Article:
A Basic Guide To Human Sexual Differentiation
When a human egg is fertalised by a sperm, a new life
begins from a single cell containing a mixture of DNA from both parents. This DNA (usually) contains
either the chromosome pair XX or the pair XY. The cell replicates itself, and after a while the
cells seperate into three distinct groups: one that will later form the skin, nervous tissue, and
brain; one that will form bone, blood, and muscle; and one that will form most internal organs. A
placenta forms to connect the embryo to its mother. This transfers substances such as nutrients from
the mother's blood stream to the embryo, and also produces hormones to regulate the embryo's
The embryo begins developing gonads which will later
differentiate into either testes or ovaries by means which are not well understood, but involve
hormones and the XX or XY chromosomes. The embryo also develops the beginnings of both male and
female internal reproductive structures, one of which is absorbed back into the body depending on
certain hormones. The presence of testosterone causes the male structures to develop further, and
the presence of AMH causes the female structures to be reabsorbed. Both are produced by the testes.
In the absence of both hormones, the male structures will be reabsorbed and the female structures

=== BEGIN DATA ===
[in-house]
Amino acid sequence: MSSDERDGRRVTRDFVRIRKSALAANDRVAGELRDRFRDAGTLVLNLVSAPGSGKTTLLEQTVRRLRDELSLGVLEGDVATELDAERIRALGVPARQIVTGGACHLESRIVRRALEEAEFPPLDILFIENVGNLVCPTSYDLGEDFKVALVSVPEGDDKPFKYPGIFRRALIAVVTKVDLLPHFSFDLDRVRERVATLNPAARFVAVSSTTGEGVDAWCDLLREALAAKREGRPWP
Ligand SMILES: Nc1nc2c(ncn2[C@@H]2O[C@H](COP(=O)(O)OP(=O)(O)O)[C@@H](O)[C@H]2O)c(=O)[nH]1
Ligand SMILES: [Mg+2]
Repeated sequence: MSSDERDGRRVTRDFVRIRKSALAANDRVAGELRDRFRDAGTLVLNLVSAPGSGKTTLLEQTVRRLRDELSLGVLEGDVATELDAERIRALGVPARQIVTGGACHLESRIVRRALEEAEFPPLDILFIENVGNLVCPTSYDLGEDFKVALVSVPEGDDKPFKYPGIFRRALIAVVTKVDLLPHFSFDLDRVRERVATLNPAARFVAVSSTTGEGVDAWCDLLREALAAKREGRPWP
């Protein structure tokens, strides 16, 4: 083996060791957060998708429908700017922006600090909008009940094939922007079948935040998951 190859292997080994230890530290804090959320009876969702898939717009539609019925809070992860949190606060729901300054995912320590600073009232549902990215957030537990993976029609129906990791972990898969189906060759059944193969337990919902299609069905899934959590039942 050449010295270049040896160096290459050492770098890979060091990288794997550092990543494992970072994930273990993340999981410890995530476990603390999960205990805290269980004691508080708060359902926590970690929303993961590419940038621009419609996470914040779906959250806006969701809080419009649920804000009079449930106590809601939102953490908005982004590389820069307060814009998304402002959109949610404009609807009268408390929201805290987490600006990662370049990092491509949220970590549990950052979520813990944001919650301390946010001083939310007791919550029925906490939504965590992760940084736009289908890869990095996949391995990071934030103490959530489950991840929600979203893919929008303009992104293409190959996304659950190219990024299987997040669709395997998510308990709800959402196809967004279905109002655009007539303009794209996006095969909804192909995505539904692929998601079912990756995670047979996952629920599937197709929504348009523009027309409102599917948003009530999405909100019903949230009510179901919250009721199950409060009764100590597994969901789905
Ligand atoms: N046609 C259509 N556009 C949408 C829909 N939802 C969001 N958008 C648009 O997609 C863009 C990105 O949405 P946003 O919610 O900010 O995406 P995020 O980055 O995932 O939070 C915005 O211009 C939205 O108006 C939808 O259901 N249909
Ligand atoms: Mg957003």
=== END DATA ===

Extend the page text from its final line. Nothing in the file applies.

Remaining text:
will develop. The external genitalia is initially female, but the presence of testosterone causes
further development into a male configuration. The seam where the proto-labia fused together can
sometimes be seen on the scrotum and the underside of the penis of adult males.
The sexual differentiation of the brain is not as clear
cut, but is similarly affected by hormones. The brain develops quite independently from the
reproductive system, with the cells that will form the two systems differentiating very early in the
embryo's development. Sexual differentiation for the two occurs at different times, may involve
different hormones and different genes, and involves tissues that may respond differently to the
same hormones. The brain is also exceptionally complex, and could be affected by much smaller
hormonal variations than other parts of the body.
What Can Go Wrong
The embryo's DNA is essentially the blueprint from which
it knows how to develop. This blueprint contains much more information than the embryo will actually
use. Genetic abnormalities can cause errors in the parts of the blueprint that the embryo is using,